On the way, we passed Porto Montenegro; exclusive and expensive parking lot for the Yachts of the rich and famous. A new port, Porto Novici is also being built, with a lot of Middle Eastern investment.
On the way to Budva, the traffic is unexpectedly busy. Roads are not one of the best things about Montenegro. The road to Budva is a major road, but still only single track.
1100: Arrive at Budva.
We get 2 hours of free time in Budva. Lydia walks us to the promenade on Greco beach (the largest in Budva) and gives us an overview of the town and suggestions on where to go and what to do.
History of Budva dates back 2500 years. The old town has a lot of Venetian architecture and dates back 400 years.
We spent a bit of time walking around the old town of Budva. It is similar to many other old towns in this part of the World – small castle with battlements, several churches and narrow streets. Budva is a lot smaller that other similar towns we’ve been to, and quieter.
Today, Budva is becoming increasingly popular as beach destination. As a result, a lot of new development is happening, and the old town is in danger of losing itself among the new sky scrapers.
We also had time to quickly explore a couple of Budva’s beaches – unlike the pebbly beaches of Croatia, the beaches here are more gravelly.
Verdict on Budva (after 2 hours): The old town was small but charming, the water was crystal clear, and there was plenty of places to eat and drink, but I felt that Budva lacked something. I can’t quite put my finger on it, but I think it’s because it had neither the thriving energy of Dubrovnik or the complete peace and quiet of Lewis and Harris; it was somewhere in the middle.
1315: Back on the bus and drive to Kotor.
As we head towards Kotor, the first views of Kotor and the bay are spectacular. Kotor Bay is about 28 km long, but has a jagged shape, so has a coast line over 100 km. There are many small towns and villages along the coast; Kotor, Perast, Herceg Novi, Tivat – all becoming very popular holiday destinations. The bay is hemmed in by mountains, which makes it almost look like a fjord. In fact, Kotor Bay is claimed to be the Southern most fjord in Europe.
1400: Arrival at Kotor. We have 2 hours of free time here.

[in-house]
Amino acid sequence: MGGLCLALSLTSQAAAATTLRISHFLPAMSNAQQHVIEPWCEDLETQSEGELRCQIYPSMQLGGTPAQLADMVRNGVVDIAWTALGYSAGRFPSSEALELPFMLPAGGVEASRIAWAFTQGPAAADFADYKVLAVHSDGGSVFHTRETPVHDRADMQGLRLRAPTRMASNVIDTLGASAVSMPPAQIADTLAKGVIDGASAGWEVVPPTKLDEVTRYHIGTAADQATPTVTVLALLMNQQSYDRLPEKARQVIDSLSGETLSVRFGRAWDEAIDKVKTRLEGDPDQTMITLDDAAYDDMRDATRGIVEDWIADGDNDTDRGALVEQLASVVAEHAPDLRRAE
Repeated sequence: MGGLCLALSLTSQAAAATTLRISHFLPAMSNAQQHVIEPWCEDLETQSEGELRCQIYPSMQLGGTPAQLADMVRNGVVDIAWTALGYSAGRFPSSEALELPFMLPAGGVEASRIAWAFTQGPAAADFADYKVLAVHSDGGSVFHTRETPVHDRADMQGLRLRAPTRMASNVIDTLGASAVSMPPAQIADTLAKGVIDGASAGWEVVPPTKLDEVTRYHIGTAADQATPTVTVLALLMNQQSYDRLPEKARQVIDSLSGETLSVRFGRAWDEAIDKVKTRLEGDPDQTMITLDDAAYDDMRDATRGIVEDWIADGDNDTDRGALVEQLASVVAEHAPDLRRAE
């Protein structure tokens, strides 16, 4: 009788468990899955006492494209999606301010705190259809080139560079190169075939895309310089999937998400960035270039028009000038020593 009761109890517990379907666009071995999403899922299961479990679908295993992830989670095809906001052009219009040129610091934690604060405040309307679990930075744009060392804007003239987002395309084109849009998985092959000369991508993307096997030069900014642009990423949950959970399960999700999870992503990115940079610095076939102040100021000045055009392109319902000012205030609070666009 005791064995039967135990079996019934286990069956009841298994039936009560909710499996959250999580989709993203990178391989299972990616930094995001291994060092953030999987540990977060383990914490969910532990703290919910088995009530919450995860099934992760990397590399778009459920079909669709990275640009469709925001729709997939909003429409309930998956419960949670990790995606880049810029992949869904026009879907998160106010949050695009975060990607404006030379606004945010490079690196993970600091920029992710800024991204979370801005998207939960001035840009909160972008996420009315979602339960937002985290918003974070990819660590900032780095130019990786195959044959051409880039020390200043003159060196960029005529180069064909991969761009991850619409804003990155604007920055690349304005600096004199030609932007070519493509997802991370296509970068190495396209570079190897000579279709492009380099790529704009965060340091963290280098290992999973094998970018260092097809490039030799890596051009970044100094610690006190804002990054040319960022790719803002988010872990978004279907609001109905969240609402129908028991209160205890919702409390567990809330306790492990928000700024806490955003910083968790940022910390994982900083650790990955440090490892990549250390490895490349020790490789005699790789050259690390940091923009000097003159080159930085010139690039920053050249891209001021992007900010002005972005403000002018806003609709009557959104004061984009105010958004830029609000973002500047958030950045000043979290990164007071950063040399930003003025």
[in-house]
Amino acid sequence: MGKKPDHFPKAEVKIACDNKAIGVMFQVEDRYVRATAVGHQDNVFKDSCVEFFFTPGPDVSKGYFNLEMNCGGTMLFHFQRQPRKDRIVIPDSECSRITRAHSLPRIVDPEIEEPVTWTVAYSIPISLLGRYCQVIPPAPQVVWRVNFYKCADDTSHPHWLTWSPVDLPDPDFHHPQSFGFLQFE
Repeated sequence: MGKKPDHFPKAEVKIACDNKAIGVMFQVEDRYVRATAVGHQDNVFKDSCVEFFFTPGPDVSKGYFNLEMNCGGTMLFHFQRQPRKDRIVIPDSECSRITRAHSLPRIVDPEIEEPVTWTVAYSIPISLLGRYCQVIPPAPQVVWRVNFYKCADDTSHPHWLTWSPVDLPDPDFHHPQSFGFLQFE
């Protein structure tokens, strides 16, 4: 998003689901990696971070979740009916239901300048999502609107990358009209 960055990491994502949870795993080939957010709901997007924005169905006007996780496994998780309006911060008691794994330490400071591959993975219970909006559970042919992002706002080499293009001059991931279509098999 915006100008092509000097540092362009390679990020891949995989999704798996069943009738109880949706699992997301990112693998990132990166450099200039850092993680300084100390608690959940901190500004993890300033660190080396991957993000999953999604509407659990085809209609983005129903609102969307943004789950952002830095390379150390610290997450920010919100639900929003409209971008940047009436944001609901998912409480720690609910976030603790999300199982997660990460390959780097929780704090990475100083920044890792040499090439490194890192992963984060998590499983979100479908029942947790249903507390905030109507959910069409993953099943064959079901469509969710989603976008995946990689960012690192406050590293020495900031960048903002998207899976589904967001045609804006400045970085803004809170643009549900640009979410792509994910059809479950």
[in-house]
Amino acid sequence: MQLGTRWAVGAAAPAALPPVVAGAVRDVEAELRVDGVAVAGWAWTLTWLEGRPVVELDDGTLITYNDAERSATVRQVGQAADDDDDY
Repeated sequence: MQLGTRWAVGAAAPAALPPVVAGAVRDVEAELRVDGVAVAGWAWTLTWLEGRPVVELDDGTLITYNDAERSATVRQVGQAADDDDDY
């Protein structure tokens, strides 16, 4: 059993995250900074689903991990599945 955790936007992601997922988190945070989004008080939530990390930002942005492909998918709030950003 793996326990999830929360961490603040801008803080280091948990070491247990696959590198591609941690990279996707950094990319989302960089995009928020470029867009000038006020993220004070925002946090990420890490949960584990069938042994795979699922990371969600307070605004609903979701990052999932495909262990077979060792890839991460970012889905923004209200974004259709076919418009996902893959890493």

The day trip also included a half an hour guided tour of Kotor. Kotor old town is like a smaller version of Dubrovnik. Like Dubrovnik, it is nestled at the foot of a large mountain, with the sea in front and the mountain behind. Kotor also has a city wall, but unlike Dubrovnik, the wall extends all the way to the top of the mountain behind the town.
Although Kotor is smaller in size, it is a lot busier than Dubrovnik. One reason for this is the sheer number of tourists from cruise ships. There are 6 to 7 cruise ships per day in the bay of Kotor and the ships anchor right outside the walls of the city. This is in contrast to Dubrovnik, who has limited the number of cruise ships to 2 per day, and ships at Dubrovnik are anchored further away from the city. According to Lydia, Dubrovnik limiting the number of ships has led to an increase in the ships arriving in Kotor.
Kotor is also home to the only Cat Museum in Europe. During the plague, many countries in Europe (including England) thought that the cats were the cause of the plague and killed the cats. This of course increased the rat population, who only spread the plague further. Kotor however, recognised that the cat was an ally to beat the plague, and were thankful to them. To this day, the city is very friendly to their feline population. In fact, we saw more stray cats in Kotor than anywhere else.
The Cat Museum is pretty small, and spread over few rooms and run by bit of an eccentric guy (the Kotor tour-guide’s words, not mine). It displays many cat related memorabilia, ranging from books, painting, adverts, stamps and so on. Visitors who expect to find lots of cats would be disappointed, as there are only one or two cats here. You can also enter your own cat into the Kotor Cat Club. All it takes is 2 Euros and a picture of your feline friend.
We explored Kotor Old Town, which didn’t take long as it was very small. You can also walk the city walls, but this takes several hours (especially if you want to follow it all the way to the top of the mountain).
We also had time to have a quick break in the main square and enjoy a slice of “Moscow Cake” – a fruit and cream filled pastry very popular in Montenegro.